Choking is usually caused by food or an object stuck in the windpipe. For tips to avoid choking, see preventing choking.
A person who is choking cannot talk, cough, or breathe, and may turn grey or blue. The Heimlich manoeuvre can help get the food or object out.
WARNING: Do not try the Heimlich manoeuvre unless you are sure the person is choking.
Adult or Child Older Than 1 Year
If the person can cough or make sounds, let him or her cough to try to get the object out. If you are worried about the person's breathing, call 911.
If the person can't breathe, cough, or make sounds, then:
Stand or kneel behind the person and wrap your arms around his or her waist. If the person is standing, place one of your legs between his or her legs so you can support the person if he or she faints.
Make a fist with one hand. Place the thumb side of your fist against the person's belly, just above the belly button but well below the breastbone. See picture A.
Grasp your fist with the other hand. Give a quick upward thrust into the belly. This may cause the object to pop out. You may need to use more force for a large person and less for a child or small adult. See picture B.
Repeat thrusts until the object pops out or the person faints.
Call 911 or other emergency services if the person faints. Then:
If you do rescue breaths, look for an object in the mouth or throat each time the airway is opened during CPR. If you see an object, remove it.
Do not do any more Heimlich thrusts.
Keep doing CPR until the person is breathing on his or her own or until help arrives.
Choking While Alone
If you choke while you are alone, use your fists to do thrusts on yourself. Or lean over the back of a chair and press hard to pop out the object.
Baby (Younger Than 1 Year)
If the baby can cough or make sounds, let him or her cough to try to get the object out. If you are worried about the baby's breathing, call 911.
If a baby can't breathe, cough, or make sounds, then:
Put the baby face down on your forearm so the baby's head is lower than his or her chest.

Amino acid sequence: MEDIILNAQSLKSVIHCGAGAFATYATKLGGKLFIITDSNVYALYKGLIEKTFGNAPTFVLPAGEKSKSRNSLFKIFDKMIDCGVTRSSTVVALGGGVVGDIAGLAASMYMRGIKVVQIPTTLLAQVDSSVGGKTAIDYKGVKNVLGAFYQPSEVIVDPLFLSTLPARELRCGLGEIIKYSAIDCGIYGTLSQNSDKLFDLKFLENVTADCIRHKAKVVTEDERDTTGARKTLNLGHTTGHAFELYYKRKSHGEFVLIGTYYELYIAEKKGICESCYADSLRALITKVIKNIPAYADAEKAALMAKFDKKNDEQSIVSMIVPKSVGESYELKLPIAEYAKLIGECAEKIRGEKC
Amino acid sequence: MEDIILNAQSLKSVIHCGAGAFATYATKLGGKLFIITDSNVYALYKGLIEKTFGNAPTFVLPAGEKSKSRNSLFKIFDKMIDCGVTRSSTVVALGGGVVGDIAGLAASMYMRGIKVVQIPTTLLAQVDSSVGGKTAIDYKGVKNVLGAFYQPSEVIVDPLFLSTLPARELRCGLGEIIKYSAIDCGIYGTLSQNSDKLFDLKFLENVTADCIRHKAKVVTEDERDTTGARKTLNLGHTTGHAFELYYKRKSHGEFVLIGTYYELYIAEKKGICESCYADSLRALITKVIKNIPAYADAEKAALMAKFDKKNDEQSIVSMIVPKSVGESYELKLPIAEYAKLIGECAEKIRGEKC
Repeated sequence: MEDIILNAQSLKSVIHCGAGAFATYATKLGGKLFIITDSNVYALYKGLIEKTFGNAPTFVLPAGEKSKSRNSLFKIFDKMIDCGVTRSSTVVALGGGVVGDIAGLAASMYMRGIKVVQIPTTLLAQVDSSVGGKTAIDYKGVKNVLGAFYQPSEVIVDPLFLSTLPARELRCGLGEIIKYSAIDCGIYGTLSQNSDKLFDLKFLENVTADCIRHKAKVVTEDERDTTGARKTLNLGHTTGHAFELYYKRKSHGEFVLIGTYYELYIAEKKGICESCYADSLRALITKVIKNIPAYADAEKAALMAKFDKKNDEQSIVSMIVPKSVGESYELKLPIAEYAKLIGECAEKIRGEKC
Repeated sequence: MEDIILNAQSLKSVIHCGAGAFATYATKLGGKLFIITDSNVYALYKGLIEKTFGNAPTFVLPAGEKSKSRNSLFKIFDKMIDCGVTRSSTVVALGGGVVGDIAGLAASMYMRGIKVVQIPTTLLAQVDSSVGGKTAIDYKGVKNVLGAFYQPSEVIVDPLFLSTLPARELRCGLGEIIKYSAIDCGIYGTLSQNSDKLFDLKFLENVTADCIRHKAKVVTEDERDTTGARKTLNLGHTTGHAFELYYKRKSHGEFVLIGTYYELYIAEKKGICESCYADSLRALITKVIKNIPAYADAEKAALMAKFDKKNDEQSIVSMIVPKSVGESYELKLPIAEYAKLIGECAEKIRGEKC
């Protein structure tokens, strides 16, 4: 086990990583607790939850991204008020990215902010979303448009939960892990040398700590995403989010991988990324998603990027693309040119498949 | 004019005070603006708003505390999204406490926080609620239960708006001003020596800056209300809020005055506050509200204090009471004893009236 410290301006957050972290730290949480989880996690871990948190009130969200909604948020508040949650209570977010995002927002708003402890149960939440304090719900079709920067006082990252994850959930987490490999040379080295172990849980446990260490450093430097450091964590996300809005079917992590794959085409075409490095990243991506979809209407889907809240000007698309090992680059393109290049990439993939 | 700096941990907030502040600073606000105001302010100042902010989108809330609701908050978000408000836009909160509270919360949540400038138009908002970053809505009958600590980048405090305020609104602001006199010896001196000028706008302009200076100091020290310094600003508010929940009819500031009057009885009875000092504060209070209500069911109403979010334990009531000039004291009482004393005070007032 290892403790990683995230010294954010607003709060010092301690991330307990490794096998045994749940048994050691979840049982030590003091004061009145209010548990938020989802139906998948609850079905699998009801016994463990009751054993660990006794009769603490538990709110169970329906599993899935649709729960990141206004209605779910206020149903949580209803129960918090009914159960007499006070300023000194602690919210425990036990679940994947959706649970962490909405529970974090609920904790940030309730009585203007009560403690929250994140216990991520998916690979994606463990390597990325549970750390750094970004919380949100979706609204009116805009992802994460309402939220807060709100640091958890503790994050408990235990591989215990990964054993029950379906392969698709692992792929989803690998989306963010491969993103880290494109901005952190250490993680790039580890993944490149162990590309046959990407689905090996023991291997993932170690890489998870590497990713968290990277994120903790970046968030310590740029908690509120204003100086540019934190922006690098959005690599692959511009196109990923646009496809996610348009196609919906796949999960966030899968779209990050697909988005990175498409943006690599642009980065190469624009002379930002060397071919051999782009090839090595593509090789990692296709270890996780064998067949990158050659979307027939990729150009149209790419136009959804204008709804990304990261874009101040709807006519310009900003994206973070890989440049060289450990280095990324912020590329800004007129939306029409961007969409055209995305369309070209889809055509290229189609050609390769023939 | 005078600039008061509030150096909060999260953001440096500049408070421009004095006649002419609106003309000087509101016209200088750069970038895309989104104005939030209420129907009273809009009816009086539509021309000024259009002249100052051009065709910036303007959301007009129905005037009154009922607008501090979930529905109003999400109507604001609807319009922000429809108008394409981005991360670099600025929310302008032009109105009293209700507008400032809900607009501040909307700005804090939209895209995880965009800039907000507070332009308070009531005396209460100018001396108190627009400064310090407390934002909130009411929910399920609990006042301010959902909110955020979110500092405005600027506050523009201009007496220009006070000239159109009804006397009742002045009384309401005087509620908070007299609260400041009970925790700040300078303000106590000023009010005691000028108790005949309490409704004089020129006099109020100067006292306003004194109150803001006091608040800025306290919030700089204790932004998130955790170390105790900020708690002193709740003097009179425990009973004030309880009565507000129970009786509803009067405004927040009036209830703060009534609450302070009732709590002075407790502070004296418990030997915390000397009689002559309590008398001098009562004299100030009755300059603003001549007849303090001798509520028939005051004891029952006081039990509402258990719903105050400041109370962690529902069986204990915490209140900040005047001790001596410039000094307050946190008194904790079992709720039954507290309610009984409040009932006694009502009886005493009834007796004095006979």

Support the baby's head in your palm, against your thigh. Don't cover the baby's mouth or twist his or her neck.
Use the heel of one hand to give up to 5 back slaps between the baby's shoulder blades. See picture C.
If the object does not pop out, support the baby's head and turn him or her face up on your thigh. Keep the baby's head lower than his or her body.
Place 2 or 3 fingers just below the nipple line on the baby's breastbone and give 5 quick chest thrusts (same position as chest compressions in CPR for a baby). See picture D.
Keep giving 5 back slaps and 5 chest thrusts until the object comes out or the baby faints.
If the baby faints, call 911 (if you haven't called already). Then:
Do not do any more back slaps or chest thrusts.
Start CPR. If you do rescue breaths, look for an object in the mouth or throat each time the airway is opened during CPR. If you see the object, take it out. But if you can't see the object, don't stick your finger down the baby's throat to feel for it.
Keep doing CPR until the baby is breathing on his or her own or until help arrives.
Author: Healthwise Staff Medical Review: William H. Blahd Jr. MD, FACEP - Emergency Medicine Adam Husney MD - Family Medicine Kathleen Romito MD - Family Medicine David Messenger MD - Emergency Medicine, Critical Care Medicine
Medical Review:William H. Blahd Jr. MD, FACEP - Emergency Medicine & Adam Husney MD - Family Medicine & Kathleen Romito MD - Family Medicine & David Messenger MD - Emergency Medicine, Critical Care Medicine
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